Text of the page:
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May 30, 2019 (LifeSiteNews) – Think of the fall of the Berlin Wall. Almost nobody dared dream that such a thing could happen. The Eastern-European countries which had been surrendered to the Soviet Union at Yalta were freed, and remain free today. The Soviet Union no longer exists, though it has been replaced by a still belligerent Russia.
Before 1989, almost no one would have thought the collapse of the Soviet Empire was possible. But it happened.
The Soviet Bear was exhausted and hopeless, while the West had three great champions in President Ronald Reagan, Prime Minister Margaret Thatcher and Pope John Paul II. Freedom was on the march, and oppressed peoples behind the Iron Curtain saw the light and dared to let it awaken hope. And the hope was so infectious that their jailors let them go. The Berlin Wall fell without a shot being fired.
On Tuesday, the first Mass reading was Acts 16:22-34. It begins in terrifying defeat, not at the hands of the Pharisees or the Romans, but even worse, at the hands of the people:
“The crowd in Philippi joined in the attack on Paul and Silas, and the magistrates had them stripped and ordered them to be beaten with rods. After inflicting many blows on them, they threw them into prison and instructed the jailer to guard them securely.”
But then, at the darkest point, miraculous light:
“About midnight, while Paul and Silas were praying and singing hymns to God as the prisoners listened, there was suddenly such a severe earthquake that the foundations of the jail shook; all the doors flew open and the chains of all were pulled loose.”
Like the Soviet Army in ’89, the jailer was utterly confounded. But then he was redeemed:
“When the jailer woke up and saw the prison doors wide open, he drew his sword and was about to kill himself…But Paul shouted out in a loud voice, ‘Do not harm yourself; we are all here.”. He asked for a light and rushed in and, trembling with fear, fell down before Paul and Silas. Then he brought them out and said, “Sirs, what must I do to be saved?”
The demise of the 1973 U.S. abortion decision Roe v. Wade may well be as dramatic as the fall of the Berlin Wall or the earthquake that freed Paul and Silas. It may happen very soon, and it must take place on two fronts; legal and cultural.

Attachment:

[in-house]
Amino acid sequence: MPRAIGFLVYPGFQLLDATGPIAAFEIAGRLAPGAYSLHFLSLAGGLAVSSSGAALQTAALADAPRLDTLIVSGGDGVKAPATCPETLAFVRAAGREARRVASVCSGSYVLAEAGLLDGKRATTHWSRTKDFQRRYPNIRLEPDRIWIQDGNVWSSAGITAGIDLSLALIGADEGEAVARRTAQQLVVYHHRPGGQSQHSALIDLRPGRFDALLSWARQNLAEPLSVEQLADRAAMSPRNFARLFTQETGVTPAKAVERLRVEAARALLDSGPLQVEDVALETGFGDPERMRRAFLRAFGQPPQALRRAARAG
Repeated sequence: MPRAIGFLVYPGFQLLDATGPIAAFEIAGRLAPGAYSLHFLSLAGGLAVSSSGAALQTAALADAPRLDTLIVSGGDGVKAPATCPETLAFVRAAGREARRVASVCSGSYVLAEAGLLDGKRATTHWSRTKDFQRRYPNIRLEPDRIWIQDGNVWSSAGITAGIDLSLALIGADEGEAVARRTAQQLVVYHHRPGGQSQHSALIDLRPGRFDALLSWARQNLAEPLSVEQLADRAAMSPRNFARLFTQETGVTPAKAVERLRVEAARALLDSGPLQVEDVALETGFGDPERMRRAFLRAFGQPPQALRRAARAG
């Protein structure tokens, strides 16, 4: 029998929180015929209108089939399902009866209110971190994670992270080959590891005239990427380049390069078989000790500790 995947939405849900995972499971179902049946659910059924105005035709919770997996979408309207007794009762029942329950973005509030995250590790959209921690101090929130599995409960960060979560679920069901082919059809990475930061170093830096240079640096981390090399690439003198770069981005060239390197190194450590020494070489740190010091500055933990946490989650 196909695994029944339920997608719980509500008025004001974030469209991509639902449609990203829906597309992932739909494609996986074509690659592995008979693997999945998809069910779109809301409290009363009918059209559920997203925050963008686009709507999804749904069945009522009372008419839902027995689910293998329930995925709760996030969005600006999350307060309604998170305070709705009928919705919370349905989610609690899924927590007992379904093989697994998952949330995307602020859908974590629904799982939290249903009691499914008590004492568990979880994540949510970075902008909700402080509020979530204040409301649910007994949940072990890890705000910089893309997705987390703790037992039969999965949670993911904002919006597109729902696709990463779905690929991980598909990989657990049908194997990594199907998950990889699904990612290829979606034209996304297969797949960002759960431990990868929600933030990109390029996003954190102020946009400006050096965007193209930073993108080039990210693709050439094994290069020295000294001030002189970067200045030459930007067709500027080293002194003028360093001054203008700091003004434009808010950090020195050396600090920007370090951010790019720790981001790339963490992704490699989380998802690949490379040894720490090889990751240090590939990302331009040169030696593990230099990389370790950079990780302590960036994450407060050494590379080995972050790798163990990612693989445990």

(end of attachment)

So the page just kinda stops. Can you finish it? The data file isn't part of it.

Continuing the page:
Now that there is a conservative majority on the Supreme Court, a strong test case will reveal that Roe v. Wade was poorly decided and is bad law. This is in the works, as laws to challenge Roe v. Wade have passed or are currently being passed in Alabama, Georgia, Ohio, Kentucky, Mississippi and a dozen other states.
As Syndicated Columnist Rich Lowry writes, Roe v. Wade is “judicially wrought social legislation pretending to the status of constitutional law.”
To quote Lowry at length:
Justice Blackmun’s opinion provides essentially no reasoning in support of its holding,” a former Blackmun clerk, Edward Lazarus, has written. “And in the almost 30 years since Roe’s announcement, no one has produced a convincing defense of Roe on its own terms.
That’s because none is possible. The court in Roe purported to find the constitutional right to abortion in the 14th Amendment, which says that no state can “deprive any person of life, liberty, or property, without due process of law.
This passage has no obvious or even subtle connection to legalized abortion (in fact, abortion laws were being tightened in the 19th century when the amendment passed). No matter. According to Blackmun, abortion is so central to liberty that no restriction on it can stand constitutional scrutiny.
He is at pains to deny that unborn children are “persons in the whole sense.” As evidence, he points to clauses in the Constitution about persons that don’t have “prenatal application,” e.g., the requirement that persons must be 35 or older to run for president.
This is too stupid for words. Just because clauses like this refer to adults doesn’t mean that minors, or unborn children, don’t have rights.
The second necessary piece is an overt popular revulsion at the cultural fruits of Roe v. Wade. Though there are few external signs right now, I believe there is latent exhaustion and even disgust with the fallout from the Sexual Revolution and fruits of Roe v. Wade, and this will emerge suddenly and with shocking force.